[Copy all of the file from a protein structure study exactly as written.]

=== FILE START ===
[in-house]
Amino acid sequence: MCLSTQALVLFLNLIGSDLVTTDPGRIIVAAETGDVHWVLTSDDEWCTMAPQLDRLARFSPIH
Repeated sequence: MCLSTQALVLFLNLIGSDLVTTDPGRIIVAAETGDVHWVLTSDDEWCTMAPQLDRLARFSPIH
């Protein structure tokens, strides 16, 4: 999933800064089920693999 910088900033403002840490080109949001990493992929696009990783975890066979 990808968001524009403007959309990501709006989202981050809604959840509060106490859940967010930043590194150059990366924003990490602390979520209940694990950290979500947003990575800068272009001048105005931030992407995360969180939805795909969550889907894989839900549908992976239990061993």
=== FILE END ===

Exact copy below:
[in-house]
Amino acid sequence: MCLSTQALVLFLNLIGSDLVTTDPGRIIVAAETGDVHWVLTSDDEWCTMAPQLDRLARFSPIH
Repeated sequence: MCLSTQALVLFLNLIGSDLVTTDPGRIIVAAETGDVHWVLTSDDEWCTMAPQLDRLARFSPIH
């Protein structure tokens, strides 16, 4: 999933800064089920693999 910088900033403002840490080109949001990493992929696009990783975890066979 990808968001524009403007959309990501709006989202981050809604959840509060106490859940967010930043590194150059990366924003990490602390979520209940694990950290979500947003990575800068272009001048105005931030992407995360969180939805795909969550889907894989839900549908992976239990061993």